Name: Wilson Luu
Class of: 2015
Degree: BOptom (Hons), BSc
Wilson graduated from UNSW with a Bachelor of Optometry (Hons)/Bachelor of Science in 2015. Since graduating, Wilson has worked as a Staff Optometrist at private practices in rural NSW and metropolitan Sydney, clinic supervisor at UNSW as well as travelled overseas to provide eye care to the Nepalese Everest community. He has also held positions on the Young Optometrists NSW/ACT executive team and has been a speaker at several of their events. He is currently exploring the application of virtual reality in patients with eye disease at the Centre for Eye Health. He has interests in ocular pathology and advancements in technology to be used in eye care.
What made you choose to study Optometry and Vision Science at UNSW Sydney?
When I was seven, I struggled to see the board in class. It unfortunately got to the point where I had to rely on others in order for me to see far away. That was when I had my first experience with an optometrist and when I understood the value of good eyesight. I was fortunate enough that a pair of spectacles improved my vision impairment. Having good eyesight gave me the opportunity to be independent again. This sense of independency helped fuel my drive to help others gain their independence from their self-limitations. I wanted to make change and felt that improving healthcare was one key to improving independence. I wanted to choose a health related field and thought Optometry and Vision Science at UNSW Sydney was a good choice in providing back to the community what I received at a young age.
What has been your journey since finishing your Optometry degree?
I have been quite busy for the past five years.
Since finishing my Optometry degree, I moved to the Hunter Valley for a couple of years and worked in both regional and metropolitan practices as a clinician. During my first year out, I joined Young Optometrists (a not-for-profit organisation created in 2012 to help shape the future of optometry) as an executive board member, of which I am now the Chairperson. I was fortunate enough to spend a few weeks volunteering in the Himalayas, providing eye care to the Sherpa community through Eyes4Everest in 2017.
In 2018, I moved back to Sydney to start my PhD journey at the Centre for Eye Health and UNSW School of Optometry and Vision Science in investigating how we could improve our understanding of perception and the visual system in people with macular degeneration and glaucoma using virtual reality. I was fortunate to be a recipient of a travel award to present some of my research at the Asia Pacific Conference on Vision in Osaka, Japan in 2019 and the Association for Research in Vision and Ophthalmology in 2021. I was also lucky to be given the opportunity to supervise the fourth and final year Optometry students in the UNSW Optometry Clinic. I have also been involved in supervising research projects as well as lecture/teach in optometry courses.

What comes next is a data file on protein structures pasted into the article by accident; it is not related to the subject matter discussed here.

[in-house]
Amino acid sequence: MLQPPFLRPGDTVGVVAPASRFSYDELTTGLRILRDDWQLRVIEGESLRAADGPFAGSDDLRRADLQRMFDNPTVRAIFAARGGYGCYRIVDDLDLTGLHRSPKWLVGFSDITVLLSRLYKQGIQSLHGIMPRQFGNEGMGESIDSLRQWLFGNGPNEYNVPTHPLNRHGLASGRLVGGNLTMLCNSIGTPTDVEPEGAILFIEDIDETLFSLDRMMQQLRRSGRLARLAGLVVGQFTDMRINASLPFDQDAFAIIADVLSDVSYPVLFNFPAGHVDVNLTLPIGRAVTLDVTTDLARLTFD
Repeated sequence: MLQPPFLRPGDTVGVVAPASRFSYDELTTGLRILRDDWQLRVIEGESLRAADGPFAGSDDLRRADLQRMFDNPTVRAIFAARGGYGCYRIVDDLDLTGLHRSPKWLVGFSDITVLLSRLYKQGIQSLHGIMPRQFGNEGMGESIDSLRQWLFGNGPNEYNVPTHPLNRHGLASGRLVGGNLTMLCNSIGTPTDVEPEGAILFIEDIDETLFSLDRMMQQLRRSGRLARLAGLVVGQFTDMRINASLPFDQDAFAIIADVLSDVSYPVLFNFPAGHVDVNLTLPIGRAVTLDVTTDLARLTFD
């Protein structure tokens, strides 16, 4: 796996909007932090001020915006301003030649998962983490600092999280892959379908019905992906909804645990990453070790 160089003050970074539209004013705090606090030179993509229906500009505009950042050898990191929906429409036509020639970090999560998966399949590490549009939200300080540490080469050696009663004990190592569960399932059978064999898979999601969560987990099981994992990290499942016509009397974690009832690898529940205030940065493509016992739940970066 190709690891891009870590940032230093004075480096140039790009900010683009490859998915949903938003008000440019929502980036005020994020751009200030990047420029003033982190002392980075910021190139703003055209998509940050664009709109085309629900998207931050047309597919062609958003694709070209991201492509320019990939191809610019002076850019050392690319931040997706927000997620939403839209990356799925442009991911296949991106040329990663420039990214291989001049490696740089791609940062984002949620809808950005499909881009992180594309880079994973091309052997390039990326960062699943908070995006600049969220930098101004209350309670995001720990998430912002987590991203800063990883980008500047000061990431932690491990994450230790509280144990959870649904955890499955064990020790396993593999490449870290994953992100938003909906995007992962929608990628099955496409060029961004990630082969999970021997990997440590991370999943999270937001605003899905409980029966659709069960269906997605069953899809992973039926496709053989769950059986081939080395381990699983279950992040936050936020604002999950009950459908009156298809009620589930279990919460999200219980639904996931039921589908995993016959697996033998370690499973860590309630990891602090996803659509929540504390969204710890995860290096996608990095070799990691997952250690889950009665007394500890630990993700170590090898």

I also started a full scope optometry practice called Lumiere Eyecare with my partner in 2018. We began this journey by setting up in a garage and providing eye care both after-hours and doing home visits. Our mission was to integrate the full scope of optometry so that we can provide holistic care to our patients. In October 2020, we moved to a shop-front in Wentworth Point.
What or who has been your biggest influence on your career?
My family has been my biggest influence on my career. My family immigrated to Australia as refugees from war-torn countries with almost nothing. I saw the hardship my family experienced and wanted to be their support as soon as I was able to. I was grateful that I was given the opportunity to have a decent education and life. I learned that the more I knew, the more I could provide and make an impact – on my family, friends and society.
Tell us a little bit about the organisations that you volunteer with outside of your day-to-day job
I am passionate about volunteering and charity work and am/have been involved in a number of organisations and charity events.
As mentioned earlier, I am the current Chairperson of Young Optometrists, which is an organisation aimed to support optometrists and students by providing both a voice and a dynamic and progressive environment to advance the profession. One of our goals is to challenge the status quo and ensure that the future of optometry is one that has been chosen by optometrists, not dictated to us.
I also volunteered and was a team leader in the Red Cross Save-A-Mate program for eight years until the program’s end in mid-2020. This program was developed to provide support and promote the health and wellbeing of young people in high risk environments, particularly where drug use and alcohol is involved.
In 2019, a group of friends and I co-founded a not-for-profit organisation called From Darkness to Light. This aims to provide orphaned children in Vietnam a fair go by providing the basic necessities for living as well as a means for education, so that one day they may create a self-sustainable environment for other children in similar situations. I am also involved with A Start in Life, a charity which assists young Australians in necessitous circumstances to overcome their barriers to education so that they may have an equal chance at life as their peers.
What advice would you like share with our commencing Optometry and Vision Science students?
How you treat others, especially those who have less than you, isn’t a reflection of others. It is a reflection of you. Kindness goes a long way. A simple smile can change someone’s world. Be mindful, of yourself and others.
Spend time setting the foundations right. Chisel the mind - like a rough stone from a shapeless mass to a thing of beauty. Continue to question and learn, take ownership of yourself, so that you can achieve your goals and purpose in life.